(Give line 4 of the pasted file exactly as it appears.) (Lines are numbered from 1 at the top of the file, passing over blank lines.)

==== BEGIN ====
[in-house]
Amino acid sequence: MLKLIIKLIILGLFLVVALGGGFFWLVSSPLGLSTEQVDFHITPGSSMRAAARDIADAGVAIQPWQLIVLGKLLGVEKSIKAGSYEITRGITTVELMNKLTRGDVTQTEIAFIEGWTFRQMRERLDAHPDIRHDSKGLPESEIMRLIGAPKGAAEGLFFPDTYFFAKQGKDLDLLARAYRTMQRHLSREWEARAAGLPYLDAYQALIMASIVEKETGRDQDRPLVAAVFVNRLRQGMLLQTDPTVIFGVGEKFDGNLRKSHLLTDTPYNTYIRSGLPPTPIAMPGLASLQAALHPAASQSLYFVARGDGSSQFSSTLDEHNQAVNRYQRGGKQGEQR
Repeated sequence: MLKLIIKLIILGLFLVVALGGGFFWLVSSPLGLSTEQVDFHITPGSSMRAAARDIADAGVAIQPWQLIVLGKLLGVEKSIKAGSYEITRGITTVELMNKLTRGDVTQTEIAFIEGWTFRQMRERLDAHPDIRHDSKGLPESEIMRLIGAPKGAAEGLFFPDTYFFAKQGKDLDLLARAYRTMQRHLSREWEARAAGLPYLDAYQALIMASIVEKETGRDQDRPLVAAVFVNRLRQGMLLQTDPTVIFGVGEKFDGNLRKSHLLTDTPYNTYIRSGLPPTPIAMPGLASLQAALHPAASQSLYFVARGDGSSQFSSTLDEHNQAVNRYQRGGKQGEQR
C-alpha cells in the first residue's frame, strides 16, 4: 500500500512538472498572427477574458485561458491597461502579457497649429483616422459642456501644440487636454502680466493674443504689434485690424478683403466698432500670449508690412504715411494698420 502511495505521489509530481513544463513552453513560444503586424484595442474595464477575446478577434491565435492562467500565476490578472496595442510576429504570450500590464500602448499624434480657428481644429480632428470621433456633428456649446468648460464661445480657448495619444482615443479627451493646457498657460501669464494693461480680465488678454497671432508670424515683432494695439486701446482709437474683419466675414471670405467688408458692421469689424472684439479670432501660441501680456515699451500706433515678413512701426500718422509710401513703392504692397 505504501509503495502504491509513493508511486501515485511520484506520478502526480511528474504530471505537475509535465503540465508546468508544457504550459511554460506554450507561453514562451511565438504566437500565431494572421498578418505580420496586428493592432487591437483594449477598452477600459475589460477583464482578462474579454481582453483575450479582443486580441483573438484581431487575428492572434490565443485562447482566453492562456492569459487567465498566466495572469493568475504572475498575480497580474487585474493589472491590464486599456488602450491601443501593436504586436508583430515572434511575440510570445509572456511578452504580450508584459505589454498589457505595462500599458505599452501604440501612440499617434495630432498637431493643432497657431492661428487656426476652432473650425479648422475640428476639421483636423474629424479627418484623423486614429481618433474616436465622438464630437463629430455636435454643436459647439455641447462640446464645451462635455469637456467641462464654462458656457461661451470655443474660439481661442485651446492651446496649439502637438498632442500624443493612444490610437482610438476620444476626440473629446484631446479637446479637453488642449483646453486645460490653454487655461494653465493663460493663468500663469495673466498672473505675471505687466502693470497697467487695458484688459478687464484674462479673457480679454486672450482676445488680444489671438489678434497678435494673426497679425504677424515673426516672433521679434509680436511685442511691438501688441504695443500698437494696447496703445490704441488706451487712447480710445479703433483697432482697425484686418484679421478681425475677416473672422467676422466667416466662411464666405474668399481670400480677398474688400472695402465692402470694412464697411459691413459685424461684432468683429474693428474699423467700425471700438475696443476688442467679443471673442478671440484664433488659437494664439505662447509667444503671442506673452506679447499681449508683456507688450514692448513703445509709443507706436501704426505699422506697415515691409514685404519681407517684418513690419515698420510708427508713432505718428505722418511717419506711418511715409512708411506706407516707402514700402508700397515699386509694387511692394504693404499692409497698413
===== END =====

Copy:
C-alpha cells in the first residue's frame, strides 16, 4: 500500500512538472498572427477574458485561458491597461502579457497649429483616422459642456501644440487636454502680466493674443504689434485690424478683403466698432500670449508690412504715411494698420 502511495505521489509530481513544463513552453513560444503586424484595442474595464477575446478577434491565435492562467500565476490578472496595442510576429504570450500590464500602448499624434480657428481644429480632428470621433456633428456649446468648460464661445480657448495619444482615443479627451493646457498657460501669464494693461480680465488678454497671432508670424515683432494695439486701446482709437474683419466675414471670405467688408458692421469689424472684439479670432501660441501680456515699451500706433515678413512701426500718422509710401513703392504692397 505504501509503495502504491509513493508511486501515485511520484506520478502526480511528474504530471505537475509535465503540465508546468508544457504550459511554460506554450507561453514562451511565438504566437500565431494572421498578418505580420496586428493592432487591437483594449477598452477600459475589460477583464482578462474579454481582453483575450479582443486580441483573438484581431487575428492572434490565443485562447482566453492562456492569459487567465498566466495572469493568475504572475498575480497580474487585474493589472491590464486599456488602450491601443501593436504586436508583430515572434511575440510570445509572456511578452504580450508584459505589454498589457505595462500599458505599452501604440501612440499617434495630432498637431493643432497657431492661428487656426476652432473650425479648422475640428476639421483636423474629424479627418484623423486614429481618433474616436465622438464630437463629430455636435454643436459647439455641447462640446464645451462635455469637456467641462464654462458656457461661451470655443474660439481661442485651446492651446496649439502637438498632442500624443493612444490610437482610438476620444476626440473629446484631446479637446479637453488642449483646453486645460490653454487655461494653465493663460493663468500663469495673466498672473505675471505687466502693470497697467487695458484688459478687464484674462479673457480679454486672450482676445488680444489671438489678434497678435494673426497679425504677424515673426516672433521679434509680436511685442511691438501688441504695443500698437494696447496703445490704441488706451487712447480710445479703433483697432482697425484686418484679421478681425475677416473672422467676422466667416466662411464666405474668399481670400480677398474688400472695402465692402470694412464697411459691413459685424461684432468683429474693428474699423467700425471700438475696443476688442467679443471673442478671440484664433488659437494664439505662447509667444503671442506673452506679447499681449508683456507688450514692448513703445509709443507706436501704426505699422506697415515691409514685404519681407517684418513690419515698420510708427508713432505718428505722418511717419506711418511715409512708411506706407516707402514700402508700397515699386509694387511692394504693404499692409497698413